For example, in July 1878 Ilkeston plumber Isaiah Sisson came into the shop with part of a brass railway wagon bearer which he claimed to have bought from his father John, also a plumber, for threepence. His dad had had it in his cellar for over six months and was glad to get rid of it.
Herbert purchased the scrap brass but very soon learned that it had not previously resided in the Sisson family cellar at all, but had been part of an engine belonging to William Sampson Adlington of the Rutland Colliery. Enginewright William Henson had identified it as a part of an engine carriage missing some weeks previously.
Isaiah appeared at the Ripley Petty Sessions and pleaded guilty to the theft, saying he would prefer to have the matter dealt with there and then, rather than before a jury at the Quarter Sessions.
The plumber was dealt a sentence of two months in jail with hard labour.
And then in December 1879 HBC was at Heanor Petty Sessions giving evidence against Edward Adams who had worked for the Butterley Company at Granby Colliery and was accused of stealing brass engine bearers.
In April 1878 HBC was fined 25s, the minimum, for keeping a dog without a licence. This was a case of forgetfulness rather than deliberate avoidance.
Five months later he hired Mary Ann Marshall, of Silkstone Common near Barnsley, as a domestic servant.
Less than a fortnight later Mary Ann left unexpectedly … accompanied by two gold rings, a table cloth, nine table knives and forks, a window blind, a pillow slip, a pair of scissors, two pairs of stockings, a towel, a shirt, other articles, and 10 shillings. And several of these items later turned up at local pawn shops.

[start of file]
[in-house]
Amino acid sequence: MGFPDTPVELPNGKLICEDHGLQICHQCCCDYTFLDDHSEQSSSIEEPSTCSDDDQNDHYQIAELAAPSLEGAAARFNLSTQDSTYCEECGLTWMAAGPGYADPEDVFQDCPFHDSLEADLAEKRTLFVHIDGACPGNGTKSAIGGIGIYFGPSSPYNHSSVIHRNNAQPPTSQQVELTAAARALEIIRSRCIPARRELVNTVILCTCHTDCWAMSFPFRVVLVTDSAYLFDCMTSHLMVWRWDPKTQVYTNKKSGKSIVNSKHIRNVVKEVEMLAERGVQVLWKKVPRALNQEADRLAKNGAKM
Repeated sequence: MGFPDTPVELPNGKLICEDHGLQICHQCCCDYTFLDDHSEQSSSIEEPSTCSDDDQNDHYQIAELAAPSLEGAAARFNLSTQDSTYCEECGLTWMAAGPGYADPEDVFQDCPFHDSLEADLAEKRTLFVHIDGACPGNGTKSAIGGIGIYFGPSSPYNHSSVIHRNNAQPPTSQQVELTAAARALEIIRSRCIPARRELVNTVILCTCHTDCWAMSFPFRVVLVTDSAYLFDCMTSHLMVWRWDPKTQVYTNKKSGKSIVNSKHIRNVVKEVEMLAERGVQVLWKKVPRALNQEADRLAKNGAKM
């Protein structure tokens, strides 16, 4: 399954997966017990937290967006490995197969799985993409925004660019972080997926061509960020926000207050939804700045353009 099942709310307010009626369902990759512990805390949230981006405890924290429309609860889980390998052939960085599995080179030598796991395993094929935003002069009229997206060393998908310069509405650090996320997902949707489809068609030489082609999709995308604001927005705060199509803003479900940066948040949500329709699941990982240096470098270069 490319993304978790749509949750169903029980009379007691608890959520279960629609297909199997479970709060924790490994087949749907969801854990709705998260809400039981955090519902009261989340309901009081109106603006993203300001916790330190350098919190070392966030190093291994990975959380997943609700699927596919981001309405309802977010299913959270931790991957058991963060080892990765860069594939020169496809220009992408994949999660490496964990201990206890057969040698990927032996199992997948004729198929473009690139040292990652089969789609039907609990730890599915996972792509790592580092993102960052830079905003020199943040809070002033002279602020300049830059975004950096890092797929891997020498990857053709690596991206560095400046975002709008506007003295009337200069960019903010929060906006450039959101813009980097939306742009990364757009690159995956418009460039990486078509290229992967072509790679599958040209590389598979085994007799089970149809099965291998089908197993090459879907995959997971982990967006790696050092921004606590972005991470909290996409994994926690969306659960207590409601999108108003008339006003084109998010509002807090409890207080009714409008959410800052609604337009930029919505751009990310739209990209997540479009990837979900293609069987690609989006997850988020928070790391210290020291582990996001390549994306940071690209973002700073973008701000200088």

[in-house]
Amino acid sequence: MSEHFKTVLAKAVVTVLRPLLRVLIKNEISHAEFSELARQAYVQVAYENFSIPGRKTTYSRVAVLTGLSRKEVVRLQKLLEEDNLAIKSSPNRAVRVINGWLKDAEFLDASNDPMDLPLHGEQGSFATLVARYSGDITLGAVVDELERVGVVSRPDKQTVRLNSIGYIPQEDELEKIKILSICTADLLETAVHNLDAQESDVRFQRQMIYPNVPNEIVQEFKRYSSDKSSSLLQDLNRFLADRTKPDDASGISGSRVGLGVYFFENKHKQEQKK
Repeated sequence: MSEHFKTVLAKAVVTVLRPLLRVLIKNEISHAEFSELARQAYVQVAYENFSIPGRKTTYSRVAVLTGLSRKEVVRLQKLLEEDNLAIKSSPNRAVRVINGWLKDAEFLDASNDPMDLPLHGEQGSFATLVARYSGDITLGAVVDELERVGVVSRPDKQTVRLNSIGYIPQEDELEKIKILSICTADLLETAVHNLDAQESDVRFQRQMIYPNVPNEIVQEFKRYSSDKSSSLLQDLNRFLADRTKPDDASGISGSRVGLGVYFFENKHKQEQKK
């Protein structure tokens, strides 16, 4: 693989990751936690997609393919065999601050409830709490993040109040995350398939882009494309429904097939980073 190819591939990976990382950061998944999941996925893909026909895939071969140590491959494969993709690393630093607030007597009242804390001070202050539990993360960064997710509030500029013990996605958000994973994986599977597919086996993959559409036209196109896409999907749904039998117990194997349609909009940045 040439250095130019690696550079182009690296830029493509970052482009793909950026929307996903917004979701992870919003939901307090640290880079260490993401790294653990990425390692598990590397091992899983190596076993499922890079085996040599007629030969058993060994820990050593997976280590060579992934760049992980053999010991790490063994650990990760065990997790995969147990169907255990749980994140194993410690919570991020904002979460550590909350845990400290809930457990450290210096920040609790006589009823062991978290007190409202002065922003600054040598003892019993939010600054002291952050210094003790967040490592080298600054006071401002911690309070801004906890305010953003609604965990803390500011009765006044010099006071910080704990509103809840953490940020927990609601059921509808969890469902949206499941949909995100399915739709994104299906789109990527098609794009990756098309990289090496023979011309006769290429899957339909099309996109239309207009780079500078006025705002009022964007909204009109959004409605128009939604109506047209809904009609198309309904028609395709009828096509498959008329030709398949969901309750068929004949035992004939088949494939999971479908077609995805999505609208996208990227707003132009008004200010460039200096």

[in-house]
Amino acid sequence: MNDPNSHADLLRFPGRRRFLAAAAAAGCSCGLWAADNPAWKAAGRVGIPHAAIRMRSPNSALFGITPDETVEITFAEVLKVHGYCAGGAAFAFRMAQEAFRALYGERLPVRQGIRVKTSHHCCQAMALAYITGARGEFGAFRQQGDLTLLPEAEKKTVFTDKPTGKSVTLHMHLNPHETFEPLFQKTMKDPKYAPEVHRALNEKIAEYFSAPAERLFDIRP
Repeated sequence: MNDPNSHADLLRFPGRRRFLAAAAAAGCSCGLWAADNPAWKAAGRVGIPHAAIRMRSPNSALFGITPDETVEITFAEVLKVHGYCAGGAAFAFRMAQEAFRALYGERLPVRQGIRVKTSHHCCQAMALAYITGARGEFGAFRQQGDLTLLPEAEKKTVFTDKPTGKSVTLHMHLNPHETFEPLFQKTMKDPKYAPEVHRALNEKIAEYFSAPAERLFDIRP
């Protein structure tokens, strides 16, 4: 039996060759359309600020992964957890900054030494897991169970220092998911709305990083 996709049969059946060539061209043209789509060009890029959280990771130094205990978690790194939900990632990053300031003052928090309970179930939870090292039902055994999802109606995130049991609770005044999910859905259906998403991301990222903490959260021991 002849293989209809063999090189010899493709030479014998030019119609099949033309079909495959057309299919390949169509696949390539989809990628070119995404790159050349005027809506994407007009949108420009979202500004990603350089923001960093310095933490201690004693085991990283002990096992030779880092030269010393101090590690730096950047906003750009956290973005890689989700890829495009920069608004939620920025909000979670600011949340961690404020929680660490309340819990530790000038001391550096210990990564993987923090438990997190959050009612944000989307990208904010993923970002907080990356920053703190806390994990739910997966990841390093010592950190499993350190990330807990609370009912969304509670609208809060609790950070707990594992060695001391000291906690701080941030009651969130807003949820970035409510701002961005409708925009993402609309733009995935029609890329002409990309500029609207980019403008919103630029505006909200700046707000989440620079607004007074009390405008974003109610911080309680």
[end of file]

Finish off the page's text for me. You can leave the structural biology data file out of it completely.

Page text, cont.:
Mary Ann was apprehended and it appeared that she was stocking up her ‘bottom drawer’ in response to the urgings of ‘her young man’ who had intentions to marry her.
After her appearance at Ilkeston Petty Sessions she was not to be with her young man for another month.
In February 1872 Herbert married Isabella Brittan, daughter of Nottingham whip maker James and Sarah (nee Roberts) and for a few years the couple continued to live at 74 Bath Street where their children, Clara Matilda (1876) and James Brittan Chadwick (1880) were born.
At the end of 1880 the family moved to Nottingham.
And HBC left without paying his district rates !!
The Local Board had to be drag him back to Ilkeston Petty Sessions and impose an order for immediate payment
In 1885 HBC was trading as a grocer and beer retailer at 30 Palin Street in Hyson Green and was still there in 1894/5.
By 1898 he had moved to 53 Woodborough Road as a fancy draper, beer retailer and shopkeeper and remained there until his death in 1902.
— Levina or Lavinia Ann died in June 1839, aged 13 months. It seems that there was no consensus on the correct spelling of ‘Lavinia’ at this time!
— A week after the death of Lavinia Ann, Lavinia (or Lavina) Jane was born.
I believe that she married journeyman joiner and widower Thomas Fox in 1879 and lived the rest of her life in Belper Street where she died at Number 8 in 1902.
— On the 1871 census, George Edmund is living unmarried at the family home of 73 Bath Street as an auctioneer. And in 1877 he lies buried in South Africa.
The grave of his parents in the Stanton Road cemetery gives a clue as to what happened to him between those years. The grave stone is marked with the words —
“George Chadwick, youngest son of James and Ann, drowned in the Fish River, Grahams Town, South Africa, while on Government duty, December 17 1877. Aged 36”.
What the stone doesn’t reveal is that George was attempting to cross the FishRiver on horseback when the animal stumbled, pitched George into the river and he was swept away. Though his body was swiftly recovered by his friends who had crossed further up-river, attempts at resuscitation were in vain. A bruise on his left eye and swelling on the left wrist suggested that he may have been stunned on a stone as he fell and was unable to get out of the river; although the water was only four feet deep at this part.